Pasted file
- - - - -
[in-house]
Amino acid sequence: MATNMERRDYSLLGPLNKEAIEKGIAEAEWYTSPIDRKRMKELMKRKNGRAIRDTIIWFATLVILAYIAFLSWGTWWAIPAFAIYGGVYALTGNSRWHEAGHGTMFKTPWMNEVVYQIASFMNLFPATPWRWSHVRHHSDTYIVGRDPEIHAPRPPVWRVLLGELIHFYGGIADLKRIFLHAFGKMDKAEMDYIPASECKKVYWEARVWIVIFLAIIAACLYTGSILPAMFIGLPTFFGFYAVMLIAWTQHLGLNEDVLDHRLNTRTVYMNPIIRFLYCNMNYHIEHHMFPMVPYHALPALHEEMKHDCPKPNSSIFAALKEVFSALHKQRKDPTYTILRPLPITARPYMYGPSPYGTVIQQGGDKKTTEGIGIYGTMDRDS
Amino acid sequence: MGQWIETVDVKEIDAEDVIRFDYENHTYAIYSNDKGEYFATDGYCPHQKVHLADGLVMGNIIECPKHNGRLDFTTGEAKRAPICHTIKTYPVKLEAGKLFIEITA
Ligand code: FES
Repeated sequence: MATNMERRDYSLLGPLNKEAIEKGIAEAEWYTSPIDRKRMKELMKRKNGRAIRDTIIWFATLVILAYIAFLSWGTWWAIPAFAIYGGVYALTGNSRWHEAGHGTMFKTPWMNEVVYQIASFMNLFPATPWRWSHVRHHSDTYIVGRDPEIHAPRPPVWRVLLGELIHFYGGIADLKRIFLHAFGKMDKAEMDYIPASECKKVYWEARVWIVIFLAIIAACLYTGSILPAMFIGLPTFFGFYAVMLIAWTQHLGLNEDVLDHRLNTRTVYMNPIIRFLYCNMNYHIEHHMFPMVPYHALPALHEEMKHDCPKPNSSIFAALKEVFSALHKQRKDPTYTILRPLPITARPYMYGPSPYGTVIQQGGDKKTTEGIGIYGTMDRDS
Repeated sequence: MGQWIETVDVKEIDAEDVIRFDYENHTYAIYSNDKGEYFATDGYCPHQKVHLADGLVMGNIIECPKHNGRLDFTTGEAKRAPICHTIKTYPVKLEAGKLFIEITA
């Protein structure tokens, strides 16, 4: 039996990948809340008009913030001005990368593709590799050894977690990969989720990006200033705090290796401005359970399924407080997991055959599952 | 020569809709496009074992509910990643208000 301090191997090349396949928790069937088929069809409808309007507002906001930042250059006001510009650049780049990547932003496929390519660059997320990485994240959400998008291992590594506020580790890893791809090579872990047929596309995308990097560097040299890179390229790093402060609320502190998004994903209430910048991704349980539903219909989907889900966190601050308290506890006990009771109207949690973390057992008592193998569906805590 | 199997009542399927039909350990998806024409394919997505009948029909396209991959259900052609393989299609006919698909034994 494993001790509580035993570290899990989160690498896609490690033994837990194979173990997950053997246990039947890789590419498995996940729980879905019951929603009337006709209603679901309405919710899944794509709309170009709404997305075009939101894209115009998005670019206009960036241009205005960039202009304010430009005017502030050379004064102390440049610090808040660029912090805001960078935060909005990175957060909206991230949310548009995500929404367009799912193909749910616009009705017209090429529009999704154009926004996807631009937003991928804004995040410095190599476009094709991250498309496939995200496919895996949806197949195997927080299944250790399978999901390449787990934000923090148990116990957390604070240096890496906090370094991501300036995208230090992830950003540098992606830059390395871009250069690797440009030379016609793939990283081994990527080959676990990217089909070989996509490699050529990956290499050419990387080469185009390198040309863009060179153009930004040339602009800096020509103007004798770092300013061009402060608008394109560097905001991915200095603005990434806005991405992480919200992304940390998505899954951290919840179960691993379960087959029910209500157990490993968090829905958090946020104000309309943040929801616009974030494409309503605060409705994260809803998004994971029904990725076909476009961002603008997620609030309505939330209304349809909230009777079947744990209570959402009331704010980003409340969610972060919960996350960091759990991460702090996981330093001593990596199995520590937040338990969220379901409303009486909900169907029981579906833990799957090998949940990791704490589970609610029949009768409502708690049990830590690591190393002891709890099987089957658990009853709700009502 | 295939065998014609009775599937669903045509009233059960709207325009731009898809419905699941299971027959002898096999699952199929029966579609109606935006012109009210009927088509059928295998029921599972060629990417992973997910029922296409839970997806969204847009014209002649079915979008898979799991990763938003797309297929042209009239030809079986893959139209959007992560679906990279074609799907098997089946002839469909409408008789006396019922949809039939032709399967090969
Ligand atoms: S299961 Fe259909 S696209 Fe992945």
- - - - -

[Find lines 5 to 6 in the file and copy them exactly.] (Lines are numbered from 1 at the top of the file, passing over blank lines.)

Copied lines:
Repeated sequence: MATNMERRDYSLLGPLNKEAIEKGIAEAEWYTSPIDRKRMKELMKRKNGRAIRDTIIWFATLVILAYIAFLSWGTWWAIPAFAIYGGVYALTGNSRWHEAGHGTMFKTPWMNEVVYQIASFMNLFPATPWRWSHVRHHSDTYIVGRDPEIHAPRPPVWRVLLGELIHFYGGIADLKRIFLHAFGKMDKAEMDYIPASECKKVYWEARVWIVIFLAIIAACLYTGSILPAMFIGLPTFFGFYAVMLIAWTQHLGLNEDVLDHRLNTRTVYMNPIIRFLYCNMNYHIEHHMFPMVPYHALPALHEEMKHDCPKPNSSIFAALKEVFSALHKQRKDPTYTILRPLPITARPYMYGPSPYGTVIQQGGDKKTTEGIGIYGTMDRDS
Repeated sequence: MGQWIETVDVKEIDAEDVIRFDYENHTYAIYSNDKGEYFATDGYCPHQKVHLADGLVMGNIIECPKHNGRLDFTTGEAKRAPICHTIKTYPVKLEAGKLFIEITA